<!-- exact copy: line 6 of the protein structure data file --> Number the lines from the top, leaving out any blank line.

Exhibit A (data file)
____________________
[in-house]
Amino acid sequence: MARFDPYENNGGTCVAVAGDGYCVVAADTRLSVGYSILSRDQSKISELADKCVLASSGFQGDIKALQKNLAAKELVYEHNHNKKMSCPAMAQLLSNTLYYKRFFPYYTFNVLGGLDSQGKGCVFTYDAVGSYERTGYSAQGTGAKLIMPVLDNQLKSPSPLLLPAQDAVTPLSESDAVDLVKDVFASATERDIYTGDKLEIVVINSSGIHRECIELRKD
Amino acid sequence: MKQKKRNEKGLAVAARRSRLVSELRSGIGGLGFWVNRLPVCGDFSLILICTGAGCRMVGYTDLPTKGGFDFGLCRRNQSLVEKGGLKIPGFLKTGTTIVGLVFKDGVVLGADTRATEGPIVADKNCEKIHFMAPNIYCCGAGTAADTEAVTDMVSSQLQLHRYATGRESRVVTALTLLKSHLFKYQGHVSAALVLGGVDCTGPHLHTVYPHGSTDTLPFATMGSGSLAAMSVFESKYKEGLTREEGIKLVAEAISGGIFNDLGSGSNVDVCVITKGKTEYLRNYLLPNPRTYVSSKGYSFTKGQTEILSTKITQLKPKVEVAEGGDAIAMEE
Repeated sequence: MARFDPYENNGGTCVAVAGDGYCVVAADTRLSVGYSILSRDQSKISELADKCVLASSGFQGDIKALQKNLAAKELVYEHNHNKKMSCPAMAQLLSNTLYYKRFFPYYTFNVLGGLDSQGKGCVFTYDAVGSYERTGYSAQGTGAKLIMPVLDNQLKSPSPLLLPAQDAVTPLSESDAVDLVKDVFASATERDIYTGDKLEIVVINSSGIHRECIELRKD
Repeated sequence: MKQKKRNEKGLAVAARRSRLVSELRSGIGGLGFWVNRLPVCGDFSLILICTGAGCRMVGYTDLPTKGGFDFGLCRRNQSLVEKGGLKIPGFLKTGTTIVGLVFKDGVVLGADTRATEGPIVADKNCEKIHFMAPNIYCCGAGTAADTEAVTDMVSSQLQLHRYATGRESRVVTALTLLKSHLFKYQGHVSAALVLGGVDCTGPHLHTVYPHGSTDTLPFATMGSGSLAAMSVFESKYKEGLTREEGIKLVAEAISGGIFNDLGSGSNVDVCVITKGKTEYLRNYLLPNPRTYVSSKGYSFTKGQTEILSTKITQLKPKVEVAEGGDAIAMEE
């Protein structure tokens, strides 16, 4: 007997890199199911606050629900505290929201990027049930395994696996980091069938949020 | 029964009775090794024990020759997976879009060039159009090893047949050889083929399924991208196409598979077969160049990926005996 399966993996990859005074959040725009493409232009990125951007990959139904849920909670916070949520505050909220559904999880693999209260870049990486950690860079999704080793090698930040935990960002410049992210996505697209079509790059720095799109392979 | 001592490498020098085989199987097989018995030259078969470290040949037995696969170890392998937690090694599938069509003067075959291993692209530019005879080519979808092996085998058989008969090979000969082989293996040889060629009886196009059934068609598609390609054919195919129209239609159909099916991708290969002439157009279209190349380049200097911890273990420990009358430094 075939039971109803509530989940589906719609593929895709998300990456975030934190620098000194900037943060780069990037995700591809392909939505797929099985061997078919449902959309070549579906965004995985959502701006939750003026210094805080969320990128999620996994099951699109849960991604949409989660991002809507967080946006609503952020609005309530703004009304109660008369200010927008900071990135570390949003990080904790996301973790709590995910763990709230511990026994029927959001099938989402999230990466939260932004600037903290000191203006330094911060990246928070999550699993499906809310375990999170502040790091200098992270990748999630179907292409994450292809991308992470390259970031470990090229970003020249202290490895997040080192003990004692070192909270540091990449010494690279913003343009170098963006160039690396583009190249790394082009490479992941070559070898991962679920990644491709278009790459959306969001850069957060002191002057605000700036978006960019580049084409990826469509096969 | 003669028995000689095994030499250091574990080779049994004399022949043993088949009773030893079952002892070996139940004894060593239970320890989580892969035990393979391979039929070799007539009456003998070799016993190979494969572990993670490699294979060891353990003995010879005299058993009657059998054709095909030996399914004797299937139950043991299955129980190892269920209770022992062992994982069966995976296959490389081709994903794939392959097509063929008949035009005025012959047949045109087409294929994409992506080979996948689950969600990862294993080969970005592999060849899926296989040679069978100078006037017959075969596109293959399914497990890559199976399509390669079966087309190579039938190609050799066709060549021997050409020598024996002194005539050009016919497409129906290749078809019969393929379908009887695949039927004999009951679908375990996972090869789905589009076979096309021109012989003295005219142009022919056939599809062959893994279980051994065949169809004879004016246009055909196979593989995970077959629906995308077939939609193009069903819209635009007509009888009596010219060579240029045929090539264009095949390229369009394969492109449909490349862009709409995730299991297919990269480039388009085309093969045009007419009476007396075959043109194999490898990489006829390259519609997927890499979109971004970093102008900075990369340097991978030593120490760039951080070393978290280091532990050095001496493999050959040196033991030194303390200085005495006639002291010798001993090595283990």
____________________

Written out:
């Protein structure tokens, strides 16, 4: 007997890199199911606050629900505290929201990027049930395994696996980091069938949020 | 029964009775090794024990020759997976879009060039159009090893047949050889083929399924991208196409598979077969160049990926005996 399966993996990859005074959040725009493409232009990125951007990959139904849920909670916070949520505050909220559904999880693999209260870049990486950690860079999704080793090698930040935990960002410049992210996505697209079509790059720095799109392979 | 001592490498020098085989199987097989018995030259078969470290040949037995696969170890392998937690090694599938069509003067075959291993692209530019005879080519979808092996085998058989008969090979000969082989293996040889060629009886196009059934068609598609390609054919195919129209239609159909099916991708290969002439157009279209190349380049200097911890273990420990009358430094 075939039971109803509530989940589906719609593929895709998300990456975030934190620098000194900037943060780069990037995700591809392909939505797929099985061997078919449902959309070549579906965004995985959502701006939750003026210094805080969320990128999620996994099951699109849960991604949409989660991002809507967080946006609503952020609005309530703004009304109660008369200010927008900071990135570390949003990080904790996301973790709590995910763990709230511990026994029927959001099938989402999230990466939260932004600037903290000191203006330094911060990246928070999550699993499906809310375990999170502040790091200098992270990748999630179907292409994450292809991308992470390259970031470990090229970003020249202290490895997040080192003990004692070192909270540091990449010494690279913003343009170098963006160039690396583009190249790394082009490479992941070559070898991962679920990644491709278009790459959306969001850069957060002191002057605000700036978006960019580049084409990826469509096969 | 003669028995000689095994030499250091574990080779049994004399022949043993088949009773030893079952002892070996139940004894060593239970320890989580892969035990393979391979039929070799007539009456003998070799016993190979494969572990993670490699294979060891353990003995010879005299058993009657059998054709095909030996399914004797299937139950043991299955129980190892269920209770022992062992994982069966995976296959490389081709994903794939392959097509063929008949035009005025012959047949045109087409294929994409992506080979996948689950969600990862294993080969970005592999060849899926296989040679069978100078006037017959075969596109293959399914497990890559199976399509390669079966087309190579039938190609050799066709060549021997050409020598024996002194005539050009016919497409129906290749078809019969393929379908009887695949039927004999009951679908375990996972090869789905589009076979096309021109012989003295005219142009022919056939599809062959893994279980051994065949169809004879004016246009055909196979593989995970077959629906995308077939939609193009069903819209635009007509009888009596010219060579240029045929090539264009095949390229369009394969492109449909490349862009709409995730299991297919990269480039388009085309093969045009007419009476007396075959043109194999490898990489006829390259519609997927890499979109971004970093102008900075990369340097991978030593120490760039951080070393978290280091532990050095001496493999050959040196033991030194303390200085005495006639002291010798001993090595283990």